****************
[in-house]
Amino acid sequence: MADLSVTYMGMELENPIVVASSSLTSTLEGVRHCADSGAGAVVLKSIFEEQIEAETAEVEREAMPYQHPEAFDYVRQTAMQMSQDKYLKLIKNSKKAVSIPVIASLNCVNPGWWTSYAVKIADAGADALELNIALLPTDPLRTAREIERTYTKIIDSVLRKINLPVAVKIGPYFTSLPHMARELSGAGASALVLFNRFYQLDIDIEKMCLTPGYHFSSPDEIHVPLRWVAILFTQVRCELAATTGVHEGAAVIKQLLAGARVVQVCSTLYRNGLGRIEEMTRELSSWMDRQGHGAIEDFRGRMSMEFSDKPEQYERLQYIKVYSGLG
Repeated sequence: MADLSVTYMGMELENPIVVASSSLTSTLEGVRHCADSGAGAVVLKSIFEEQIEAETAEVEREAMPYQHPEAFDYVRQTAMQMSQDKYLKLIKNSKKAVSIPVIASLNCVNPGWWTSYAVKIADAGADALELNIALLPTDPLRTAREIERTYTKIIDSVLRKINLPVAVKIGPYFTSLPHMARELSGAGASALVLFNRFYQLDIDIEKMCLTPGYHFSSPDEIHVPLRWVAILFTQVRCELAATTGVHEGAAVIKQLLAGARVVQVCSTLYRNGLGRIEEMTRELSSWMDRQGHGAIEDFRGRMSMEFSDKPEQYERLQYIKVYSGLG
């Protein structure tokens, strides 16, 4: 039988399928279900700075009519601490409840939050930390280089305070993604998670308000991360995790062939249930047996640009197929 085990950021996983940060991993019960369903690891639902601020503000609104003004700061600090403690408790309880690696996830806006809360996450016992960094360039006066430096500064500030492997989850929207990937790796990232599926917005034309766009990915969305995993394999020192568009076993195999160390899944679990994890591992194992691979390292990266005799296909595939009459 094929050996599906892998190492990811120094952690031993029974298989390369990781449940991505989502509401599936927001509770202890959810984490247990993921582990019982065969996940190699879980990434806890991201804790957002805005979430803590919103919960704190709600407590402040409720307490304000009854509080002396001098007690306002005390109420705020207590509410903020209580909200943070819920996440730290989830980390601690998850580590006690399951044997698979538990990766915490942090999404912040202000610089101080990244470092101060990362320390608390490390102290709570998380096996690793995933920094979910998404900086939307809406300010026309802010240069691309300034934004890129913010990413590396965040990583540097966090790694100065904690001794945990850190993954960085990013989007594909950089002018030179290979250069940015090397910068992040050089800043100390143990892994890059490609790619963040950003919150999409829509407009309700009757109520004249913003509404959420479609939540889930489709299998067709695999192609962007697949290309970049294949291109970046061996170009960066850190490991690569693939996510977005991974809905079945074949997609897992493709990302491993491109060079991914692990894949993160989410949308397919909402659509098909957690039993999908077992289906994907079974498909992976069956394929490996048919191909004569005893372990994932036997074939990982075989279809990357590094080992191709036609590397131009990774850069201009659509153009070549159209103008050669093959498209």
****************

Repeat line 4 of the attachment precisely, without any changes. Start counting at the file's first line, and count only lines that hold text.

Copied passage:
């Protein structure tokens, strides 16, 4: 039988399928279900700075009519601490409840939050930390280089305070993604998670308000991360995790062939249930047996640009197929 085990950021996983940060991993019960369903690891639902601020503000609104003004700061600090403690408790309880690696996830806006809360996450016992960094360039006066430096500064500030492997989850929207990937790796990232599926917005034309766009990915969305995993394999020192568009076993195999160390899944679990994890591992194992691979390292990266005799296909595939009459 094929050996599906892998190492990811120094952690031993029974298989390369990781449940991505989502509401599936927001509770202890959810984490247990993921582990019982065969996940190699879980990434806890991201804790957002805005979430803590919103919960704190709600407590402040409720307490304000009854509080002396001098007690306002005390109420705020207590509410903020209580909200943070819920996440730290989830980390601690998850580590006690399951044997698979538990990766915490942090999404912040202000610089101080990244470092101060990362320390608390490390102290709570998380096996690793995933920094979910998404900086939307809406300010026309802010240069691309300034934004890129913010990413590396965040990583540097966090790694100065904690001794945990850190993954960085990013989007594909950089002018030179290979250069940015090397910068992040050089800043100390143990892994890059490609790619963040950003919150999409829509407009309700009757109520004249913003509404959420479609939540889930489709299998067709695999192609962007697949290309970049294949291109970046061996170009960066850190490991690569693939996510977005991974809905079945074949997609897992493709990302491993491109060079991914692990894949993160989410949308397919909402659509098909957690039993999908077992289906994907079974498909992976069956394929490996048919191909004569005893372990994932036997074939990982075989279809990357590094080992191709036609590397131009990774850069201009659509153009070549159209103008050669093959498209």